The electrodes: the communication hardware between the nerve fibres and computer

Known as TIME (Transverse Intrafascicular Multichannel Electrodes), the intraneural electrodes placed in the patient’s nerves for the LifeHand 2 experimentation were designed and developed at
the laboratory for Biomedical Microtechnology at the iMTeK (Institut für Mikrosystemtechnik) of the University of Freiburg, supervised by Prof. Thomas Stieglitz. 

Completely biocompatible, these TIME electrodes were designed, made and tested to be placed transversally to the nerve fascicles constituting a nerve (with a minimum diameter of 220 micrometres, about 3 human hairs). The transversal implant onto the nerves is aimed at establishing the largest amount possible of contact points between the communication channels of the electrodes and the nervous fibres, so as to amplify the possibility of communicating with the central nervous system. The width of the TIME electrodes is variable. The widest part inserted into the nerve is approximately 350 micrometres. Their overall thickness is approximately 22 micrometres. 

The 16 electrical contacts (or active sites) that are incorporated in the electrodes, are made from platinum and iridium oxide on a sub-layer of polyimide, guaranteeing their isolation and flexibility. each has a diameter of 80 micrometres (a human hair is equivalent to 70 micrometres). The electrodes are capable of supporting an electric charge of 120 nanoColumb. in the laboratory tests they were found to be functionally stable after receiving over 25 million electric impulses.

During experimentation, the electrodes proved to have an extremely high level – never before reached – of selective activation of the nerve fibre distributed across the length of the nerve. This helped generate sensations in the patient’s nervous system using much lower intensity level impulses than with LifeHand 2008 experimentation. lowering intensity of the impulses is important as it coincides with a reduction in pressure on the nerves during the experimentation stage and consequently of the risk of inflammation.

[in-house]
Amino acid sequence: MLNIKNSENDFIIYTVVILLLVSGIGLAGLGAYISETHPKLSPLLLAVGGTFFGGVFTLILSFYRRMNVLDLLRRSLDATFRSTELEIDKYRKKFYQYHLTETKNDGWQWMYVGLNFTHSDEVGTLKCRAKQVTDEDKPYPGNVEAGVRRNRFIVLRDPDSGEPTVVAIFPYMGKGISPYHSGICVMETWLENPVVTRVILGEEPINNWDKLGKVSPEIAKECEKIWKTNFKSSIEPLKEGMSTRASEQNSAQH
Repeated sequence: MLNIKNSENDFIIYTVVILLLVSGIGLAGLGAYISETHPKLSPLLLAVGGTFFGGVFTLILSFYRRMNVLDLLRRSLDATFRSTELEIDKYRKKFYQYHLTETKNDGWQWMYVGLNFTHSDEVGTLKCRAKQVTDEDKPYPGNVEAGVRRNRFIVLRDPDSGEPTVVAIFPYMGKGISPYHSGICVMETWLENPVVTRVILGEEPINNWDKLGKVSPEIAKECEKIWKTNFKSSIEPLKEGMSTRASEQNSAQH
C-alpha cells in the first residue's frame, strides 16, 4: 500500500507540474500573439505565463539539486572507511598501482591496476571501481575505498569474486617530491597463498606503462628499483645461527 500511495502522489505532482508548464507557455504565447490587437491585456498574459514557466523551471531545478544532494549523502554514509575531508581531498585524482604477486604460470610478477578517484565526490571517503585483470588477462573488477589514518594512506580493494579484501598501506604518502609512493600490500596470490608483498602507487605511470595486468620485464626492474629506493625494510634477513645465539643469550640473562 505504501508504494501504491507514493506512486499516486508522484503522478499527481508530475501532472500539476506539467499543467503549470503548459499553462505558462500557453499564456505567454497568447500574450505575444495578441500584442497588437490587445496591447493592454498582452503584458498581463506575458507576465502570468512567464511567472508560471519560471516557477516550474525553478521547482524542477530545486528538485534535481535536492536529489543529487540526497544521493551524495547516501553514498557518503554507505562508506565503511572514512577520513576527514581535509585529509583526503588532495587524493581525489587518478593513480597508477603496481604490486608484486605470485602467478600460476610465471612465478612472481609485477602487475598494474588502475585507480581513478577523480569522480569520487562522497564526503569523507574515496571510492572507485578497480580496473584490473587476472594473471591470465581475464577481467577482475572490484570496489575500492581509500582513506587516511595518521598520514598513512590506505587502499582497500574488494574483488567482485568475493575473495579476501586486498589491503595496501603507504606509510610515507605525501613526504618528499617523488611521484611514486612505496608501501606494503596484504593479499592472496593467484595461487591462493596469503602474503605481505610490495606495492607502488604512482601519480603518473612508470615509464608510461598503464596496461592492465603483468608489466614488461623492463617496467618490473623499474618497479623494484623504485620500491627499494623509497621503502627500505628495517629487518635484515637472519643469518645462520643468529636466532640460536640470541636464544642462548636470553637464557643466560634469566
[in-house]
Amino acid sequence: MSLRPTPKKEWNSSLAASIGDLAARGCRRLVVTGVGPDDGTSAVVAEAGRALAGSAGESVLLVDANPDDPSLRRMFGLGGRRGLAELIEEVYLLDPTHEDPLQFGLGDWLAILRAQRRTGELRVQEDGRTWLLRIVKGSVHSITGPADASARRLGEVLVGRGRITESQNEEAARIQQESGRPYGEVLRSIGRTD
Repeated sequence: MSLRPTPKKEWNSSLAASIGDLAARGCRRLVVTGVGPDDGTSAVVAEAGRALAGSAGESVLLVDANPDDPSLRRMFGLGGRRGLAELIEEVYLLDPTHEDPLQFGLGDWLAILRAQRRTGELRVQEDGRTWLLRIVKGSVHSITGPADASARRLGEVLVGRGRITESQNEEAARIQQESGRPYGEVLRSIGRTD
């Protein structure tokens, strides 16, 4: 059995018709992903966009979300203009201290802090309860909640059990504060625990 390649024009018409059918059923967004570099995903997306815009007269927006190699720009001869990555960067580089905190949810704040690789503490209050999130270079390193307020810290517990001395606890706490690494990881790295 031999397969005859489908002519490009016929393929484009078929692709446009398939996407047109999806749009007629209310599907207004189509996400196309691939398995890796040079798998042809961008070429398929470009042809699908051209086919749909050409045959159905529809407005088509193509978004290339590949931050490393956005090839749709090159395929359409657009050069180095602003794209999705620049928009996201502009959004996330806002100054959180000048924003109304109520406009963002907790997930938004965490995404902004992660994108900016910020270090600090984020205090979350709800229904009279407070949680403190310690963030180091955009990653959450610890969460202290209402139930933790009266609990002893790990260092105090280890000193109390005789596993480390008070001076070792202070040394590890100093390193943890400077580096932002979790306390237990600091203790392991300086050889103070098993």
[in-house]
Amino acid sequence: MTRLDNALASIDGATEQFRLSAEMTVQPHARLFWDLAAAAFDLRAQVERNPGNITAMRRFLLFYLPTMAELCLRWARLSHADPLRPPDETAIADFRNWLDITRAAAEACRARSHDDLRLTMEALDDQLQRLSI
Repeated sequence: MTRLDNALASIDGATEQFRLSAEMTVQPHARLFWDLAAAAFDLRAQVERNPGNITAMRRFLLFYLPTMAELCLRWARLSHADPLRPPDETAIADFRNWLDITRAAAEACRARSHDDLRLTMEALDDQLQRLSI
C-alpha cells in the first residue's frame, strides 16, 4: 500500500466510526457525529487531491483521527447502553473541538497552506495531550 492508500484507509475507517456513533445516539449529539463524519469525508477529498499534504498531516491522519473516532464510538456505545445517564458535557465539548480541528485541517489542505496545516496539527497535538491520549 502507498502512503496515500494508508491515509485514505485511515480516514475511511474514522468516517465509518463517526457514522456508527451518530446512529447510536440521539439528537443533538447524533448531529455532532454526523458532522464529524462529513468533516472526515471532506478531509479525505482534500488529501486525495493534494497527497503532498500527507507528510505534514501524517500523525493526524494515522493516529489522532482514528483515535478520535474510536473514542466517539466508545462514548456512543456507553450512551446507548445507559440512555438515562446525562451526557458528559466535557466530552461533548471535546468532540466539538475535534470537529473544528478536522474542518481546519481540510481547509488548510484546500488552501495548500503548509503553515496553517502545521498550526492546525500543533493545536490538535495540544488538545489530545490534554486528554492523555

Up until the thirtieth day of experimenting, the four electrodes did not cause any type of discomfort or irritation to the patient. even after their removal, the TIME implants were fully functional and performing soundly.

The prosthesis: a sensorized artificial hand

The biomechatronic prosthesis prototype used for the experimentation was developed and produced at the ArtsLab of The BioRobotics Institute of Scuola Superiore Sant’Anna of Pisa. Known as OpenHand, it represents the evolution of the Cyberhand and smarthand prototypes used in previous projects, also including the 2008 research project LifeHand. The structure of the prototype was made in order to guarantee, at a mechanical level, greater freedom degrees. OpenHand is the outcome of a biennial research programme (OPEN neuro-prosthetic HAND platform for clinical trials) promoted by the italian Ministry of education, University and Research (MUiR). size, ability to move fingers and weight (just over 600 grammes) are equivalent to that of a human hand. For this experimentation, the index and small finger, out of the tactile sensors on the five OpenHand fingers, were activated at the same time. The tactile sensors were able, thanks to a special conversion and decoding algorithm in the computer connected to the OpenHand, to send back an electric charge proportional to the amount of pressure used in touching objects or other external elements.